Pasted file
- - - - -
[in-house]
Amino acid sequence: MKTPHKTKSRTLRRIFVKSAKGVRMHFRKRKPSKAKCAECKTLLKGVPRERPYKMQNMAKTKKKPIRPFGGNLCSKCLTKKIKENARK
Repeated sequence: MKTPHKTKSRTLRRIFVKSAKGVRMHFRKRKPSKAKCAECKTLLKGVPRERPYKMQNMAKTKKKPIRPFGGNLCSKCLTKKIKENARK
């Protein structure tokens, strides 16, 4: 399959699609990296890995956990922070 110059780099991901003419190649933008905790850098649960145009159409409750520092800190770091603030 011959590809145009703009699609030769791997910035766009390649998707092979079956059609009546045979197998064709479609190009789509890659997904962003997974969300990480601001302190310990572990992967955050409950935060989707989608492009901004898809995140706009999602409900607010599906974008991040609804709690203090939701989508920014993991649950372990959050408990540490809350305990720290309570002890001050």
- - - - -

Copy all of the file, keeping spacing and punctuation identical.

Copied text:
[in-house]
Amino acid sequence: MKTPHKTKSRTLRRIFVKSAKGVRMHFRKRKPSKAKCAECKTLLKGVPRERPYKMQNMAKTKKKPIRPFGGNLCSKCLTKKIKENARK
Repeated sequence: MKTPHKTKSRTLRRIFVKSAKGVRMHFRKRKPSKAKCAECKTLLKGVPRERPYKMQNMAKTKKKPIRPFGGNLCSKCLTKKIKENARK
């Protein structure tokens, strides 16, 4: 399959699609990296890995956990922070 110059780099991901003419190649933008905790850098649960145009159409409750520092800190770091603030 011959590809145009703009699609030769791997910035766009390649998707092979079956059609009546045979197998064709479609190009789509890659997904962003997974969300990480601001302190310990572990992967955050409950935060989707989608492009901004898809995140706009999602409900607010599906974008991040609804709690203090939701989508920014993991649950372990959050408990540490809350305990720290309570002890001050």